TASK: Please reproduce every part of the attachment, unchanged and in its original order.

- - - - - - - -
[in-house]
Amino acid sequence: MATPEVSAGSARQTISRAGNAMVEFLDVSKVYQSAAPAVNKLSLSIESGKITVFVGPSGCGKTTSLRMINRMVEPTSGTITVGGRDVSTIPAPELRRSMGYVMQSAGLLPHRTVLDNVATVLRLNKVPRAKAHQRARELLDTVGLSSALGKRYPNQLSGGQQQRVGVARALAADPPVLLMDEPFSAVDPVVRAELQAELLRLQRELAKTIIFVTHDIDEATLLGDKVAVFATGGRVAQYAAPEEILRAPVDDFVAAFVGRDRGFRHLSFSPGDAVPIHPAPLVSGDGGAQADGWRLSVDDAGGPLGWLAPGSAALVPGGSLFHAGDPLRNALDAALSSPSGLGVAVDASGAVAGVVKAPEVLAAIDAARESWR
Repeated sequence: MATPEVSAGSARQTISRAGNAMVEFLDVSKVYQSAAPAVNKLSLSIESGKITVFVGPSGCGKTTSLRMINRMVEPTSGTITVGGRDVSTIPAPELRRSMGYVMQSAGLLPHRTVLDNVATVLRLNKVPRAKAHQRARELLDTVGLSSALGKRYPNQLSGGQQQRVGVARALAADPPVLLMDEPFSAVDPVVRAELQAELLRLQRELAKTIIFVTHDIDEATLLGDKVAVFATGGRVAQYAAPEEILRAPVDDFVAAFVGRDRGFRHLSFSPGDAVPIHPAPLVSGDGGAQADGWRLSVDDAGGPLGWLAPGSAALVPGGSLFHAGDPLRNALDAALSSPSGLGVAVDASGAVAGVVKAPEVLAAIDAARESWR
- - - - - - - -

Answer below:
[in-house]
Amino acid sequence: MATPEVSAGSARQTISRAGNAMVEFLDVSKVYQSAAPAVNKLSLSIESGKITVFVGPSGCGKTTSLRMINRMVEPTSGTITVGGRDVSTIPAPELRRSMGYVMQSAGLLPHRTVLDNVATVLRLNKVPRAKAHQRARELLDTVGLSSALGKRYPNQLSGGQQQRVGVARALAADPPVLLMDEPFSAVDPVVRAELQAELLRLQRELAKTIIFVTHDIDEATLLGDKVAVFATGGRVAQYAAPEEILRAPVDDFVAAFVGRDRGFRHLSFSPGDAVPIHPAPLVSGDGGAQADGWRLSVDDAGGPLGWLAPGSAALVPGGSLFHAGDPLRNALDAALSSPSGLGVAVDASGAVAGVVKAPEVLAAIDAARESWR
Repeated sequence: MATPEVSAGSARQTISRAGNAMVEFLDVSKVYQSAAPAVNKLSLSIESGKITVFVGPSGCGKTTSLRMINRMVEPTSGTITVGGRDVSTIPAPELRRSMGYVMQSAGLLPHRTVLDNVATVLRLNKVPRAKAHQRARELLDTVGLSSALGKRYPNQLSGGQQQRVGVARALAADPPVLLMDEPFSAVDPVVRAELQAELLRLQRELAKTIIFVTHDIDEATLLGDKVAVFATGGRVAQYAAPEEILRAPVDDFVAAFVGRDRGFRHLSFSPGDAVPIHPAPLVSGDGGAQADGWRLSVDDAGGPLGWLAPGSAALVPGGSLFHAGDPLRNALDAALSSPSGLGVAVDASGAVAGVVKAPEVLAAIDAARESWR